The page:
You wouldn’t build a house on quicksand. Before you start digging and laying the foundations for a new house you would check to make sure that the ground was solid, that it could take the weight of the bricks and mortar. Then you lay the first level, the outline of the house, you start to build upwards, adding weight as you go, and building your dream house.
The same principle applies in business. You must lay a solid foundation on which to grow and prosper. Your foundation, set right at the beginning, will give your business longevity. Make sure it is rock solid. So how do you go about laying the right business foundation?
Focus on the basics first. It is easy to get carried away with the enthusiasm and emotion of starting a new business. Your dreams and aspirations are all tied up in your idea and the future. How great it will be and how much you will grow and profit. If start with the basics and get them right, you will realize your ambitions.
Be clear in your objectives. Set out what you want to achieve and by when you want to achieve it. Create a road map for success. Along this road place markers that show that you have arrived. Look at them as ‘distance markers’ that you might find along a highway. Start at point zero and then plan that by a certain point in time you will have travelled ‘x’ miles along the highway. It might be a revenue marker where you plan to increase your revenue. It might be related to your business costs, where you plan to reduce your costs by an amount (seek a cheaper alternative or supplier). It could be that you plan to hire at least three staff within six months of starting your business. Or it could be going International and operating in another country.
Now you have set out some business objectives it is time to share your goals with your staff. If you are on your own, then it’s up to you. If you have employees or partners then they need to buy into your business objectives. So take one objective at a time and understand how other people will support you and help you achieve it. What do they have to do to make themselves and the business successful? For example if your business objective is to make $10,000 per month by the tenth month of operation, how will the staff support this? If the business is in telesales and you have ten agents then each one should be driving towards a revenue target of $1,000 per month. What does this mean to the employees per day? Is it a flat $50 target each per day, or maybe you set a target of $250 per week. Create individual objectives for the staff that they can achieve and at the same time are challenging so they move the business forward.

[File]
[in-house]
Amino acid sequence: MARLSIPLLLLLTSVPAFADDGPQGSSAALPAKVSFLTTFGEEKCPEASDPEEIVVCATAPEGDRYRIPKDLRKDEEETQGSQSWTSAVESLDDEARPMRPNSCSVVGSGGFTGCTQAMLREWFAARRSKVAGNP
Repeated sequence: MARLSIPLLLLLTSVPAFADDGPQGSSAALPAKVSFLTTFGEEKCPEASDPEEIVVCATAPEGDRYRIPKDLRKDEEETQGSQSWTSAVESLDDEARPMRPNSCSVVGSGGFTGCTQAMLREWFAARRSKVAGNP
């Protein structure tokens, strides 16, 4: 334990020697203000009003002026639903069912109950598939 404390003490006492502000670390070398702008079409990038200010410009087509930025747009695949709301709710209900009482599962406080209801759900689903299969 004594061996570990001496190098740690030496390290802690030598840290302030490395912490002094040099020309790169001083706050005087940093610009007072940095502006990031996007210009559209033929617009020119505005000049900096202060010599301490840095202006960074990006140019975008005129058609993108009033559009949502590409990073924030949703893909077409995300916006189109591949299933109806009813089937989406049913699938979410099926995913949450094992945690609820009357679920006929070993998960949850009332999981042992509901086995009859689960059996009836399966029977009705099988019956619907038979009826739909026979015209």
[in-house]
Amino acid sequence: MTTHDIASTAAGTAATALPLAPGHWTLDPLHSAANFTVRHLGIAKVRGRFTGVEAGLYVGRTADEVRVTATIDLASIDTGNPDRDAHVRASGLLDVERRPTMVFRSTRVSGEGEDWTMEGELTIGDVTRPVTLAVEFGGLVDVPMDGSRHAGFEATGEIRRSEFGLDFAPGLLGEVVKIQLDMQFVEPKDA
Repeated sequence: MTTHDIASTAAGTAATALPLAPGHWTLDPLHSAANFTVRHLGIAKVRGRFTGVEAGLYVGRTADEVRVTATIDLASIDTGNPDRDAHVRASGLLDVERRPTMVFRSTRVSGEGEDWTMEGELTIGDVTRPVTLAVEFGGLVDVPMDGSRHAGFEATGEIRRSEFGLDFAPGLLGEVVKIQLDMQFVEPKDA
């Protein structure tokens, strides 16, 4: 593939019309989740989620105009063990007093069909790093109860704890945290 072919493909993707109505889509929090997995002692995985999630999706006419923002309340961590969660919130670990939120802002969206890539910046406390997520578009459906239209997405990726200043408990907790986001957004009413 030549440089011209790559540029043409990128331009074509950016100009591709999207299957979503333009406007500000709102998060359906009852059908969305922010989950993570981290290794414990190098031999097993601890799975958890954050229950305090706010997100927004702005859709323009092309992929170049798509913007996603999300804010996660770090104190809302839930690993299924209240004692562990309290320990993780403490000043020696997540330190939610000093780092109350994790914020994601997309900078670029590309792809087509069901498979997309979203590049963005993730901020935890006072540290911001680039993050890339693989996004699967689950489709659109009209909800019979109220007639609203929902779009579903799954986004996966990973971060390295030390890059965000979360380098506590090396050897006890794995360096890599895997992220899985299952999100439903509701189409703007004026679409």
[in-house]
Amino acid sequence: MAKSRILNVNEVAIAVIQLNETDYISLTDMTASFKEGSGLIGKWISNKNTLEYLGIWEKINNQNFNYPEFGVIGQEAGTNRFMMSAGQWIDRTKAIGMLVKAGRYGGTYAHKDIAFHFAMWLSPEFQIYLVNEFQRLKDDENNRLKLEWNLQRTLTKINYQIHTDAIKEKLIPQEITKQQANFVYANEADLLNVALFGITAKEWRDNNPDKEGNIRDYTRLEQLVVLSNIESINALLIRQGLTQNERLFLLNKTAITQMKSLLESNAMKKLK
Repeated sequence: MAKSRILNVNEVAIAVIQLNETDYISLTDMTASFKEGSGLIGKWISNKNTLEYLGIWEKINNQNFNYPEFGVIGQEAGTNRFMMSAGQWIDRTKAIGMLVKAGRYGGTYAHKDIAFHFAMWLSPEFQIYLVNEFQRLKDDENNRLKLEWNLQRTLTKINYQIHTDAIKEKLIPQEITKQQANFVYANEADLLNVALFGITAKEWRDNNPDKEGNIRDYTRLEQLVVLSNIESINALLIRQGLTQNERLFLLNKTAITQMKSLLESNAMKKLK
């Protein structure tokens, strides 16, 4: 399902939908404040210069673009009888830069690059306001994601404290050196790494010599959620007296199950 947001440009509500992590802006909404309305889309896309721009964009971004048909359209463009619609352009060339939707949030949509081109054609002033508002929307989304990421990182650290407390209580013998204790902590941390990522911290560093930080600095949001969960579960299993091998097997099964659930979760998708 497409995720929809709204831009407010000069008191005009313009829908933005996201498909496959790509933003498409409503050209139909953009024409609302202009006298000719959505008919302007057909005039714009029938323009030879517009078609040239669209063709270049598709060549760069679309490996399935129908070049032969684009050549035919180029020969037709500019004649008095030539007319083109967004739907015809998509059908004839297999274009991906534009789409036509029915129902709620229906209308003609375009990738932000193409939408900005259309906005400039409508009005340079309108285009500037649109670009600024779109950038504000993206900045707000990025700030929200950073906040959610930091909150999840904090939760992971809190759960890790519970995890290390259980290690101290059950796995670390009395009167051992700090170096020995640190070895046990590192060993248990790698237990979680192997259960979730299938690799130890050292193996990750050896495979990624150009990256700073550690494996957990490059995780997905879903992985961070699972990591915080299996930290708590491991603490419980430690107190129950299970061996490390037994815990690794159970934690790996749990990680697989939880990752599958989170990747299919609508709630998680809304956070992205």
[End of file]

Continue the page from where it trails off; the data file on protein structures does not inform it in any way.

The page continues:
You have developed your business objectives. Your employees know what is expected of them to support those objectives, now it’s time to make sure they have the right tools and training to deliver results. Create your processes. You cannot run a successful business without processes. Write them down so they come of your head and are recorded. Make sure the employees can follow them. Develop them with the employees so that everyone agrees how the process will work and it is efficient. It is often the case that the best source of advice and know-how comes from the employees who have to follow the process. Your processes will enable you to be efficient. They will produce a consistent output. They record knowledge so it stays in the business and doesn’t leave when an employee leaves. They enable you to improve and change your approach as your business or the market dynamics change.
And lastly in laying out your foundation, decide what you are going to measure and how you are going to measure your success. If you don’t measure it you can’t manage it. Start thinking about the measures that you need to know. Those measures that are the lifeblood of the business. It is easy to consider that revenue and costs are right up there at the top of the ‘important list’. And you would be right, but these are only a byproduct of all the other things you do in a business.
The types of measures that you might consider, (depending on your business model).
Daily workload. How many things do we have to do each day?
Staff productivity. How many things can the employees do each day?
How do we know that at the end of each day, week or month we have been successful or we have failed and need improvement?
How frequently do we measure our results?
How do we share the measurements with the employees to motivate them and keep them informed?
In summary, your rock solid foundation consists of a clear mission for the business, laying out your business objectives. Then sharing those objectives with the employees and developing their individual objectives to support the business. Next, creating the processes to enable the employees and the business to be successful. Finally deciding on what you need to measure. What you must know and by when every day or week to keep your finger on the pulse of the business. Business – individual – process – measure. Foundation.
Source by Rob Lyons
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